Early June, A Field of Hay.
The hay field in early June is mesmerizing. Five acres of green space used by boys, for football, and by lurchers, as a race track in the winter, has become one living thing. Millions of individual plants unite in their common aim, to produce seed. Shivering and sighing at night, bejewelled and trembling in the early morning. It rolls pollen with the wind and reflects the sun’s own image in buttercups. In the evening it wears a soft rosy halo, still glowing after the sun sinks behind the wood.
The lanky plantains hold their black heads sideways, nodding, until suddenly they all come in to flower at once and the field seems to be flying. Sheeps sorrel, as mellow as old brickwork and as sharp as limes, reaching, reaching up. Each plant adds a layer of colour and texture, affecting the movement and look of the whole. And each year, as the nitrogen levels drop, new plants find a convivial home here. This years new arrival is a pink vetch, it’s regular pairs of leaflets and curled tendrils break up the verticals. A glimpse of it’s strong pink flower is thrilling.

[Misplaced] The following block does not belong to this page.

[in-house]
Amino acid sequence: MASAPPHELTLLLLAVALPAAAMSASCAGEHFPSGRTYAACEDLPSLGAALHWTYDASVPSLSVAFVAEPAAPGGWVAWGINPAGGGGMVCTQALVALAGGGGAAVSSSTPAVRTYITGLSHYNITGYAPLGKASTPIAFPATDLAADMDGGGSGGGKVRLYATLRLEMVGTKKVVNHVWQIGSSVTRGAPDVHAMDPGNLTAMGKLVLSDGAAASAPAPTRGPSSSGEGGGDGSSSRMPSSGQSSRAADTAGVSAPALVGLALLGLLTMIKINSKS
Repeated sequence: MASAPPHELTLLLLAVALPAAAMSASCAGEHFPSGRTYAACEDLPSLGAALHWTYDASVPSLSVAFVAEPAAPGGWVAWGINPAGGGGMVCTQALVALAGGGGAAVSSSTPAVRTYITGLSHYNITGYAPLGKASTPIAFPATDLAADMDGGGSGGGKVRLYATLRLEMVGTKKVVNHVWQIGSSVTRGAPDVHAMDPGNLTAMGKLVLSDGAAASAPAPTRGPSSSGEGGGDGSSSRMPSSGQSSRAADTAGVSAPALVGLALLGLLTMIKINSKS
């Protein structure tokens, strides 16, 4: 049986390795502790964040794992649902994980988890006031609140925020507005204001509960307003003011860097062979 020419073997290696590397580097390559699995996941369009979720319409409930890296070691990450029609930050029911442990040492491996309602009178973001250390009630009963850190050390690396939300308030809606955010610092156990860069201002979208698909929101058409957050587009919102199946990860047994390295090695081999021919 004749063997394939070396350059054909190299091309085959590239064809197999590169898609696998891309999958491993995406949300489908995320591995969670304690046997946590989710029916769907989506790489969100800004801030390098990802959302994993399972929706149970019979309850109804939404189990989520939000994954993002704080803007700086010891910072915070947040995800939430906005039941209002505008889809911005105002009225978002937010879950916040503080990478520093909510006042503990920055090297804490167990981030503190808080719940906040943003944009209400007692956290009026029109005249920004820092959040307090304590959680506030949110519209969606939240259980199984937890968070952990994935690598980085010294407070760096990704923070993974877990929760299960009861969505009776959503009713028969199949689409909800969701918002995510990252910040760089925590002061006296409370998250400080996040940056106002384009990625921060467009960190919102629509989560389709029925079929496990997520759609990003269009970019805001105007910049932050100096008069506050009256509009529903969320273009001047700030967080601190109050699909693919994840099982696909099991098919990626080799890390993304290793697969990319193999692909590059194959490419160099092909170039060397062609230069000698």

But sink down into the depths, below the flowers, feel the spider tickle it’s way across your arm, feel the breeze gently push the stems around you. Loose count of the different types of bees, busy above your head. Watch the ants move up and down the ox eye daisies. Hear the cuckoo. See the perfect spring clouds drift through the clear pale sky and know, simply, how lucky you are.